5 Takeaways From Japan’s Art of Hospitality
Treating travelers properly is a staple in Japanese culture. Doing so improves the guest experience and makes them feel more welcomed.
Japan’s art of hospitality is one we must admire and learn from. Mimicking it will make your guests feel more embraced upon their arrival, which starts their vacation off right.
Remember, you are providing them more than just a place to stay. You are providing them an experience.
Modern Innkeeper identified five Japanese customs you can adopt to enhance guests’ time spent at your property.
Japanese hosts traditionally go above and beyond preparing a tea ceremony for their guests. They decorate the space with seasonal flowers and utensils that fit the theme of the occasion.
Like several other hosts, you may not be present when your guests arrive, so enjoying tea with them is out of the question. Nonetheless, you can still lay out the essentials prior to them coming. Learn what you need from this blog, and place them in your living-room-turned-lobby.
See about leaving some tasty goodies out if supplying tea is not possible. Just make sure they stay fresh!
Anticipate Their Needs
The Japanese word for this is Omotenashi. For our purposes, it means being prepared.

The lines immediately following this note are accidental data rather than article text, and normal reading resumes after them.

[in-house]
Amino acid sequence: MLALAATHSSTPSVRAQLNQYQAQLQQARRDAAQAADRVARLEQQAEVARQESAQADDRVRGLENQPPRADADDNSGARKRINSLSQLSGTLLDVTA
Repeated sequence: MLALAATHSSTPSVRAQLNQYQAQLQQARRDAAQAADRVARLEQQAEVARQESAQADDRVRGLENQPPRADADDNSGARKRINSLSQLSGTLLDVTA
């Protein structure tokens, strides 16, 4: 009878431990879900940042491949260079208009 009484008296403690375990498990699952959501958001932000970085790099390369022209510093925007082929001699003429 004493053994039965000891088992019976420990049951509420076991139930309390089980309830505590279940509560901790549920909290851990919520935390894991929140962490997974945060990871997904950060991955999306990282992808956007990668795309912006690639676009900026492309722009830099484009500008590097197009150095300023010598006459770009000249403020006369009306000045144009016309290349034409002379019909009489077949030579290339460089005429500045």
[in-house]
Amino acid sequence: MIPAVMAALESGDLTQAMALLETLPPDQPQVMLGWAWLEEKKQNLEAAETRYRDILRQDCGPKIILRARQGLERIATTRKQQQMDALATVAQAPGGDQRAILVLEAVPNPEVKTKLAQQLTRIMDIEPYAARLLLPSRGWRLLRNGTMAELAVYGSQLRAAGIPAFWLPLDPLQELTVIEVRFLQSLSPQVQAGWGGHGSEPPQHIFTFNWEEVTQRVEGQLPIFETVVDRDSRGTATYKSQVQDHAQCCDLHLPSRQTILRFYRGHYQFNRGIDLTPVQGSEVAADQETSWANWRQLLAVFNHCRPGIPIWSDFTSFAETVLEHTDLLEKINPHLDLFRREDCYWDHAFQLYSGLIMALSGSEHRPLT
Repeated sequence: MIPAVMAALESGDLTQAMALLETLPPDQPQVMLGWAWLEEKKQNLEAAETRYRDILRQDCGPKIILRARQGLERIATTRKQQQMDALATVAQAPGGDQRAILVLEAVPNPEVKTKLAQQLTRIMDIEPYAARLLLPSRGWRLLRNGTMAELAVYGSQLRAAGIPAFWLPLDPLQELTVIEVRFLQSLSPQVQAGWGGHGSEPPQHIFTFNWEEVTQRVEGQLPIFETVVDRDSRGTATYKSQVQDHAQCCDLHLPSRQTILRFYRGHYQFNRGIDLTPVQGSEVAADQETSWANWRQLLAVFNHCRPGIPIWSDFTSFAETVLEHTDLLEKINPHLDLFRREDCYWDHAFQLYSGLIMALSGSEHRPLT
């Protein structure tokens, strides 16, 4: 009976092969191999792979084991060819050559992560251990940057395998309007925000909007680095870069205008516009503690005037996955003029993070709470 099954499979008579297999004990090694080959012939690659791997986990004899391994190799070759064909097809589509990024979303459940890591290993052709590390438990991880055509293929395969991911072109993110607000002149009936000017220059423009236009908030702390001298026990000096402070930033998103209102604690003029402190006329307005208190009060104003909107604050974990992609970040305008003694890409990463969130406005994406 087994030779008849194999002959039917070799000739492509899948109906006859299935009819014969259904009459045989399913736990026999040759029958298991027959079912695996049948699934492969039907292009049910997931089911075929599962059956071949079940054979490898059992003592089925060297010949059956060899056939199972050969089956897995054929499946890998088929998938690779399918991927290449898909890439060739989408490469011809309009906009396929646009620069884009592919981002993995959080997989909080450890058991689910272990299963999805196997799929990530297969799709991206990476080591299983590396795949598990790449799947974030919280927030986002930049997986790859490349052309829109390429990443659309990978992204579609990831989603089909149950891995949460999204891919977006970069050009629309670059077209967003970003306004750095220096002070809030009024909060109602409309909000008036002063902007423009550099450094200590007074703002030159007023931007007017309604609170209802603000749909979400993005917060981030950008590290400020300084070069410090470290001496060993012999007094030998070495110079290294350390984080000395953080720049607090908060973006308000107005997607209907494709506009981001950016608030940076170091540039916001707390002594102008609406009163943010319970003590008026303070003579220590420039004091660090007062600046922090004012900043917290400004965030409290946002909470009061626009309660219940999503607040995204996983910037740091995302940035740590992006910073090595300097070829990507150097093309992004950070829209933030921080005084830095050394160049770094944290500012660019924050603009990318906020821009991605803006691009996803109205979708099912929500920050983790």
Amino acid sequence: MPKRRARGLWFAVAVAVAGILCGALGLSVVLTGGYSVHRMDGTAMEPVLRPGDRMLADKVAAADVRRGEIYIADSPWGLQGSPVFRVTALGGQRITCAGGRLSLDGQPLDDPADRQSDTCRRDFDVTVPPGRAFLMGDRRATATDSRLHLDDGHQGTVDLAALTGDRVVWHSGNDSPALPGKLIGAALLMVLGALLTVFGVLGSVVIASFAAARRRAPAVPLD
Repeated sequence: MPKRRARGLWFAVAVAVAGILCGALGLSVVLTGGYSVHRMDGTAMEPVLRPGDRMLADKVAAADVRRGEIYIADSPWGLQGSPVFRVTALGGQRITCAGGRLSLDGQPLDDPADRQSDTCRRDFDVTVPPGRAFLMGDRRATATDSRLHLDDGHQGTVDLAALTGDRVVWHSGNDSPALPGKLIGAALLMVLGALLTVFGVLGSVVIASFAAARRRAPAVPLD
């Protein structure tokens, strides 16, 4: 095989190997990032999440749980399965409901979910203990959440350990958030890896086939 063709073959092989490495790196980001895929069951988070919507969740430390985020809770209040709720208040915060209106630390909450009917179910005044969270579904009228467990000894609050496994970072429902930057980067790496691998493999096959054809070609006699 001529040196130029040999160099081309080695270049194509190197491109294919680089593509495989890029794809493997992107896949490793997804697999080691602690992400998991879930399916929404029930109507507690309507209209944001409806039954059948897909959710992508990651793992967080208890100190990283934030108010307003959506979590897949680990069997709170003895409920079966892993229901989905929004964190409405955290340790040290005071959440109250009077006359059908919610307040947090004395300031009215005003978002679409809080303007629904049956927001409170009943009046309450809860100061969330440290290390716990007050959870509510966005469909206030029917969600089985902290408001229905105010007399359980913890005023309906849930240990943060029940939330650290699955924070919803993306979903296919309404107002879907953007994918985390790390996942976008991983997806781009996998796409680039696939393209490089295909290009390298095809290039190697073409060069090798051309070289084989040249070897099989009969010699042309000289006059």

The less guests have to think about bringing or shopping for during their trip, the better! Here are some items to remain stocked up on:
● And more found here
But material items are not all Omotenashi refers to. It includes having empathy and concern as it relates to guests’ well-being.
Wa is the concept of harmony: the balance of everything in and around us.
The Japanese aspire to find harmony every day. Because a multitude of factors affect it, such as architecture and how food lies on a plate, Japan’s hospitality industry does everything in its power to help guests achieve it.
Remodeling your property on account of finding harmony is an unreasonable ask, but there are ways to encourage guests to find it:
All of these steps promote a harmonious atmosphere guests will find peace in.
Japanese culture states guests are responsible for giving a gift to their host. While that is customary in Japan, do not ask this of your guests!
But be sure to provide one for them.
The gesture is much bigger than what the gift is: it represents how much you appreciate their decision to stay at your property. Whatever you decide to bestow does not have to be exorbitant, but make it thoughtful. A souvenir from a local shop or bottle of wine (know your audience) from a local winery are good places to start.
Receiving a gift will make guests feel valued and think fondly of you.
Japanese exchange their shoes for slippers inside wherever they are guests, including hospitality establishments. Enforcing a “no shoes” policy may be unpopular, but guests will appreciate a pair of slippers to have for when they lounge.
Slippers will increase their comfortability and ability to find Wa.
Part of the reason guests choose to stay at a vacation rental over a hotel is because they favor the environment: the one you are in charge of creating.
Adding these Japanese customs to your hosting style will benefit your property’s atmosphere. Learn how you can incorporate them before your next guests arrive, and notice how gracious they will be.